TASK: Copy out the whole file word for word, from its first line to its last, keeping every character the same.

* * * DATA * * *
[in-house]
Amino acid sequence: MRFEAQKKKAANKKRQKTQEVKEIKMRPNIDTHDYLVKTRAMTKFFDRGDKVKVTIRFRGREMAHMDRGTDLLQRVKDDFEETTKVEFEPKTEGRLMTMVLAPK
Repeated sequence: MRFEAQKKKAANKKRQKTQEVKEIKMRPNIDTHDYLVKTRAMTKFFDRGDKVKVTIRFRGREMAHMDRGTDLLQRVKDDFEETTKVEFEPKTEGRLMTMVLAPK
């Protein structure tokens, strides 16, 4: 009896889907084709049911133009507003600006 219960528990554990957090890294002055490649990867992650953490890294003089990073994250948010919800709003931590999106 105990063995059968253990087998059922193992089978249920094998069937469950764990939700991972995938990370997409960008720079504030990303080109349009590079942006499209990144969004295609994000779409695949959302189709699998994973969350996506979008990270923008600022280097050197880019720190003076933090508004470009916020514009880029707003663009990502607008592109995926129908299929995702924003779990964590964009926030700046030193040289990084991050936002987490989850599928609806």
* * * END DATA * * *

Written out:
[in-house]
Amino acid sequence: MRFEAQKKKAANKKRQKTQEVKEIKMRPNIDTHDYLVKTRAMTKFFDRGDKVKVTIRFRGREMAHMDRGTDLLQRVKDDFEETTKVEFEPKTEGRLMTMVLAPK
Repeated sequence: MRFEAQKKKAANKKRQKTQEVKEIKMRPNIDTHDYLVKTRAMTKFFDRGDKVKVTIRFRGREMAHMDRGTDLLQRVKDDFEETTKVEFEPKTEGRLMTMVLAPK
């Protein structure tokens, strides 16, 4: 009896889907084709049911133009507003600006 219960528990554990957090890294002055490649990867992650953490890294003089990073994250948010919800709003931590999106 105990063995059968253990087998059922193992089978249920094998069937469950764990939700991972995938990370997409960008720079504030990303080109349009590079942006499209990144969004295609994000779409695949959302189709699998994973969350996506979008990270923008600022280097050197880019720190003076933090508004470009916020514009880029707003663009990502607008592109995926129908299929995702924003779990964590964009926030700046030193040289990084991050936002987490989850599928609806």